Herb Drugs Of Taxol

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Taxol, a diterpene, is the latest antineoplastic drug of natural origin. Between 1960 and 1982, NCI evaluated 3500 plant samples primarily against mouse leukaemia cell lines L1210 and P388. Taxol was the outcome of that programme and got approval from the US Food and Drug Administration for the treatment of refractory ovarian cancer in 1992 and metastatic breast cancer in 1994 [77]. Taxol was first obtained from T. brevifolia (bark contains 0.01 to 0.03% taxol) during the 1960s and subsequently from bark of T. baccata and other Taxus spp. This long development time was due to the limited supply associated with killing of the plant upon removal of the bark. Paclitaxel and its derivatives act by binding tubulin without allowing depolymerisation or interfering with tubulin assembly [78, 79].

Bristol-Mayers Squibb, USA, is producing taxol (drug) at the commercial level. It is estimated that about 50 kg of taxol will be required every year for the treat-

Table 10.1 Antineoplastic natural compounds and their stages of clinical development

Action site

Drug derivatives

Disease type

Stage of clinical evaluation


A. Tubulin

Vinca domain

Vinblastine (Velban)

Hodgkin's disease, testicular germ cell cancer

In clinical use, 22 combination trials


Vincristine (Oncovin)

Leukaemia, lymphomas

In clinical use, 108 combination trials


Vinorelbine (Navelbine)

Solid tumours, lymphomas, lung cancer

In clinical use, 29 phase I—III trials (single or combination)

[88, 89]


Bladder, breast cancer

phase III


Taxane site

Paclitaxel and analogues

Ovarian, breast and lung tumours, Kaposi's sarcoma, several other tumours

In clinical use, 207 phase I- II trials


Docetaxel (Taxotere)

Prostate, brain and lung tumours

Phase I—III trials

[93, 94]

Colchicine domain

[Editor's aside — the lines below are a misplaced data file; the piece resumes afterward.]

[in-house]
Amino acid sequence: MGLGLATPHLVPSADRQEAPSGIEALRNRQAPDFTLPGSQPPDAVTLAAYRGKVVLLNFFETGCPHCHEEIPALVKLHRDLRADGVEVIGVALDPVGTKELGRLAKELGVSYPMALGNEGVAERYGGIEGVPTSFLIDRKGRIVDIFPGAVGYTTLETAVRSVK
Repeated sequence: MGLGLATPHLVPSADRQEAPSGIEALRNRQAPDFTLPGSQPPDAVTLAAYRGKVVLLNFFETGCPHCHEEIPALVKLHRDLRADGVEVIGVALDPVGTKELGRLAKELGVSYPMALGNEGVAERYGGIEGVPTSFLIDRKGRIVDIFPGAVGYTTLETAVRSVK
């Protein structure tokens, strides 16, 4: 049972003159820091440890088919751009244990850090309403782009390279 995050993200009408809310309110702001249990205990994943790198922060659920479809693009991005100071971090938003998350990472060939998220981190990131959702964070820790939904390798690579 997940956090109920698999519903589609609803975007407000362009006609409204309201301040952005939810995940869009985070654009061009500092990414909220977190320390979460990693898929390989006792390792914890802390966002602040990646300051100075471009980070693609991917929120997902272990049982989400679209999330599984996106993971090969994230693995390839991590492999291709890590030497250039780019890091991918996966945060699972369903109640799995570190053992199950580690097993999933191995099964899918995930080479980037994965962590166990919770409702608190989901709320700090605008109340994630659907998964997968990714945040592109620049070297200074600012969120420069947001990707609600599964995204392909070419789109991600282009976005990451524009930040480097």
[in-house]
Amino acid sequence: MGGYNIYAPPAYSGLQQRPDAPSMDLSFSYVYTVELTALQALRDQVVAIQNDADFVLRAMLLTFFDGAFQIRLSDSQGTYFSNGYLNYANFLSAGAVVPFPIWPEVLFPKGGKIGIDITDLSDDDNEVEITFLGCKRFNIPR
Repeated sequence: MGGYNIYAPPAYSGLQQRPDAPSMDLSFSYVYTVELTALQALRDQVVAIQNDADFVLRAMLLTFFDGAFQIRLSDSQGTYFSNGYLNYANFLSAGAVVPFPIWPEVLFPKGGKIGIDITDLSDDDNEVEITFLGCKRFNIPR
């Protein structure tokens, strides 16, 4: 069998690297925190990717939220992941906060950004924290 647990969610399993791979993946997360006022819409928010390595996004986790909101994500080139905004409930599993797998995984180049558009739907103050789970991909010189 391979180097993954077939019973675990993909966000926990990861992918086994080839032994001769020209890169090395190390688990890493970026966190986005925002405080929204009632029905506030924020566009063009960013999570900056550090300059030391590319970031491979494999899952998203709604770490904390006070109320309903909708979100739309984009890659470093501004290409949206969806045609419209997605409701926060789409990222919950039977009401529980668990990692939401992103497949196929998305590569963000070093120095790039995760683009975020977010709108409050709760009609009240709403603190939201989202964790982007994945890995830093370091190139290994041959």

Combretastatin AVE-8062

Potential vascular targeting compounds

Phase I-II

[95, 98]

B. Other (apoptosis, protein kinase


Hematologic malignancies

Phase I


Ingenol-3-O-angelate Phenoxodiol

Skin cancer

Ovarian, prostate, renal, vaginal cancer

Multidrug-resistant tumours

Phase I

Phase I clinical trial Phase I

Ingenol-3-O-angelate Phenoxodiol


Skin cancer

Ovarian, prostate, renal, vaginal cancer

Multidrug-resistant tumours

Phase I

Phase I clinical trial Phase I

ment of approx. 12,500 women in the USA alone. Current world demand may touch 250 kg per year. The needles contain equivalent or even higher amounts of 10-deacetyl baccatin III (DAB) in four species of Taxus, T. brevifolia, T. baccata, T. canadensis, T. cuspidata, which is a renewable source. DAB is converted into paclitaxel and into the more potent analogue taxotere [80].

Taxol, which entered the generic drug market in the early 1990s [81], is now largely produced by Taxus cell cultures [82] or by semisynthetic means from advanced precursors (e.g. baccatin III) that are easily available from the needles of Taxus plants as a renewable source [77, 83]. The continuous supply of taxol and its precursors for further synthesis will continue to depend on the plant (needles) or cell-culture system [77, 84] which has become a commercially viable alternative. A paclitaxel production level of 140 to 295 mg/l has been achieved in cell cultures of T baccata, making it a commercially viable production system [82, 85].

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